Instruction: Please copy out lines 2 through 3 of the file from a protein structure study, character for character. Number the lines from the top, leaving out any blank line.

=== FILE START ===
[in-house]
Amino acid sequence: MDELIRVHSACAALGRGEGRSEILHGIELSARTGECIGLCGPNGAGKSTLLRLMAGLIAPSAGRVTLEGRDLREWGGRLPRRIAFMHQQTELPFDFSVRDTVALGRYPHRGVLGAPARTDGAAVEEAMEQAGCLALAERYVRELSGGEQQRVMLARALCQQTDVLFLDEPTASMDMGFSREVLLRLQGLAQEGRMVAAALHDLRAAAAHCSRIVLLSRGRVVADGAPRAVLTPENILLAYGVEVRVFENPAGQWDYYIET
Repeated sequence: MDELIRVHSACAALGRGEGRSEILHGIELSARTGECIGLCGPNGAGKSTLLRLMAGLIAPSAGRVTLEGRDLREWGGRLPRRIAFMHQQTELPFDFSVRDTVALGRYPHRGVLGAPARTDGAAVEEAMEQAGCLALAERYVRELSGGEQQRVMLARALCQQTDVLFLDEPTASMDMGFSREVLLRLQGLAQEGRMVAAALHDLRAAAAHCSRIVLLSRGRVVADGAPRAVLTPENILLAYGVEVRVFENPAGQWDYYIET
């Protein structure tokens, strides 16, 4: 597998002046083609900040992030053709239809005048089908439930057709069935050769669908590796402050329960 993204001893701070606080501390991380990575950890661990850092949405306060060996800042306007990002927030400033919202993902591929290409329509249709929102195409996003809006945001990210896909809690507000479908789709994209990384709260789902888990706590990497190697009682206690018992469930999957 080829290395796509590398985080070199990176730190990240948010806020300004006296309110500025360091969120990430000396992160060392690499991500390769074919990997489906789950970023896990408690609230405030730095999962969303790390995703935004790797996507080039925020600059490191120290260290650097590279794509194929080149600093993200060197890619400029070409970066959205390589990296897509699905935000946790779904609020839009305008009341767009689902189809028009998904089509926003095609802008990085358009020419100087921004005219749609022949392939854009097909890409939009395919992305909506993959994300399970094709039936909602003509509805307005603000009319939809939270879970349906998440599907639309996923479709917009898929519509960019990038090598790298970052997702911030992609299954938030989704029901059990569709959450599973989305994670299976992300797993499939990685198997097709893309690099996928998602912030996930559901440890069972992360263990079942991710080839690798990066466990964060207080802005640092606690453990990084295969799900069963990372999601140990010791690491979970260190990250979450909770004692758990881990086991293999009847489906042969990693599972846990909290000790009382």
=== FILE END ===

Amino acid sequence: MDELIRVHSACAALGRGEGRSEILHGIELSARTGECIGLCGPNGAGKSTLLRLMAGLIAPSAGRVTLEGRDLREWGGRLPRRIAFMHQQTELPFDFSVRDTVALGRYPHRGVLGAPARTDGAAVEEAMEQAGCLALAERYVRELSGGEQQRVMLARALCQQTDVLFLDEPTASMDMGFSREVLLRLQGLAQEGRMVAAALHDLRAAAAHCSRIVLLSRGRVVADGAPRAVLTPENILLAYGVEVRVFENPAGQWDYYIET
Repeated sequence: MDELIRVHSACAALGRGEGRSEILHGIELSARTGECIGLCGPNGAGKSTLLRLMAGLIAPSAGRVTLEGRDLREWGGRLPRRIAFMHQQTELPFDFSVRDTVALGRYPHRGVLGAPARTDGAAVEEAMEQAGCLALAERYVRELSGGEQQRVMLARALCQQTDVLFLDEPTASMDMGFSREVLLRLQGLAQEGRMVAAALHDLRAAAAHCSRIVLLSRGRVVADGAPRAVLTPENILLAYGVEVRVFENPAGQWDYYIET